David Coppedge v. JPL & Caltech (18 Feb ’11)

Our last post on this topic was David Coppedge Ponders His Next Move. If you’re new to this, for background on David Coppedge’s lawsuit against Jet Propulsion Laboratory (JPL) and & Caltech, see David Coppedge v. JPL & Caltech — He’s Fired!

The only news we can glean from the court’s docket is that Coppedge has requested leave to file an amended complaint and for a continuance of the trial. The request, presumably unopposed, was granted on 14 February. There’s no indication that the amended complaint has been filed yet. Otherwise, the start of the trial date has been moved from 15 June to 19 October of this year.

There’s one other bit of news we can report, and this is on the public relations front. There’s an article about the case appearing at the website of something called World, which describes itself as follows:

We like to report good news but we don’t make it sticky-sweet. We also report bad news because Christ’s grace becomes most meaningful when we’re aware of sin. … We stand for factual accuracy and biblical objectivity, trying to see the world as best we can the way the Bible depicts it. Journalistic humility for us means trying to give God’s perspective.

Their article on the Coppedge case is Design flaw? A fired NASA employee says he was let go because of his belief in intelligent design. It’s sympathetic to Coppedge’s side of things, which is understandable because there’s nothing else available. JPL and the other defendants have been silent about their version of the facts.

The one thing we found interesting in their article is this description of Coppedge’s behavior on the job. As you read this, bear in mind that World‘s information is probably coming entirely from Coppedge and his lawyers. They say, with bold font added by us:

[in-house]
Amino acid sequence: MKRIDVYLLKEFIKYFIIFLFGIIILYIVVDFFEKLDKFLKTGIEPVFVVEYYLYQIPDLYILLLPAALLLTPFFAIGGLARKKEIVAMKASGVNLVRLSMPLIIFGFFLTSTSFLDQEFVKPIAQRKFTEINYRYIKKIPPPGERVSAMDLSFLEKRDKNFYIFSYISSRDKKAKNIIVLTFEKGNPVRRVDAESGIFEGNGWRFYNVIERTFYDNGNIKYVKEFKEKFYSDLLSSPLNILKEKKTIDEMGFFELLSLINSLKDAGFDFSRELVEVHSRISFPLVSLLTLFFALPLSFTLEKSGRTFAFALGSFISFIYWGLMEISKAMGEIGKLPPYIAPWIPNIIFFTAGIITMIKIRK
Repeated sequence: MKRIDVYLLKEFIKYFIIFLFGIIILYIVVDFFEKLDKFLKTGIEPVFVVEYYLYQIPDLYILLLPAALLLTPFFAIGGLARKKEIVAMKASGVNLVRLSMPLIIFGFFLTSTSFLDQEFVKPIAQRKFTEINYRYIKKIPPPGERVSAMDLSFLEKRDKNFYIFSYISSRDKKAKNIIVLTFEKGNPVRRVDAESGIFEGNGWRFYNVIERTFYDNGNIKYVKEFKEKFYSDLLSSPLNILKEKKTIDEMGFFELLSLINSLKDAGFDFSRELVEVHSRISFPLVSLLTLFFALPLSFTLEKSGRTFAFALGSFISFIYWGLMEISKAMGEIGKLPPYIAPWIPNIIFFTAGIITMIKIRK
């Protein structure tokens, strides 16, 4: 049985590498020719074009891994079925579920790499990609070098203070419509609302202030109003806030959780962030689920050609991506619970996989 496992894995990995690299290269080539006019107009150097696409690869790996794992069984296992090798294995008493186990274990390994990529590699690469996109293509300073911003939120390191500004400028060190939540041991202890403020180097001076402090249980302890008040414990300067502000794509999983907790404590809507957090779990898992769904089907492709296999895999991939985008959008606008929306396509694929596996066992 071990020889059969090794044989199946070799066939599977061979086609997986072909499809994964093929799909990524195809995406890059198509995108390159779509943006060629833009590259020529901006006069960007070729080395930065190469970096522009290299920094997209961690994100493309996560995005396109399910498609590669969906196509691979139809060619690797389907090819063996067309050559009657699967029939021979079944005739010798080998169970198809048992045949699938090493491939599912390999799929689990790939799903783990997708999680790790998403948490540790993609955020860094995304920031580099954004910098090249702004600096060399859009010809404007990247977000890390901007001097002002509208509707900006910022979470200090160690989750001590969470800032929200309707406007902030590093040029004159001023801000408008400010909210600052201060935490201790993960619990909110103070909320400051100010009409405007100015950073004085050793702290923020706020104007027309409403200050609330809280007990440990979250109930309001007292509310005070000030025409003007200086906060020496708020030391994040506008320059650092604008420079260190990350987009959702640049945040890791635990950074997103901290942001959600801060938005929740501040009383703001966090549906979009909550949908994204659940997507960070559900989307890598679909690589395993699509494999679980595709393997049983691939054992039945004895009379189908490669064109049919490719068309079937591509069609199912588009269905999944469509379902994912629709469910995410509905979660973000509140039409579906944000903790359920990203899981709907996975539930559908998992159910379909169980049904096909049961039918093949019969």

Back in California, where Coppedge worked, he would occasionally offer to loan DVDs about intelligent design to co-workers. “I would only approach people I was friendly with, not strangers” he said. “I tried to be sensitive, and if somebody was not interested, I stopped.”

This continued once or twice a month for about a decade. Then, in March 2009, Coppedge’s manager called him into his office and told him to stop. “He claimed that I was pushing my religion,” Coppedge said. “It came out of the blue.”

That is what Coppedge or his lawyers admitted to World. We have only silence from the defendants, so let us be magnanimous and assume that Coppedge’s creationist outreach activity on the job occurred only twice a month for a decade. That’s probably 240 instances of what we assume was creationist proselytizing. But let’s not get carried away. We’ll be conservative and say it’s only 200 separate incidents. Only 200! Think about it.

We can imagine the reaction of the JPL science staff (the mildest of which may have been: “Get lost, you creep!“), so our guess is that Coppedge wouldn’t have done this to the same person more than once. Therefore, being fair about the numbers, we assume that there were 200 separate people who were affected by Coppedge’s behavior. This estimate comes from what he himself or his lawyers admitted to World magazine.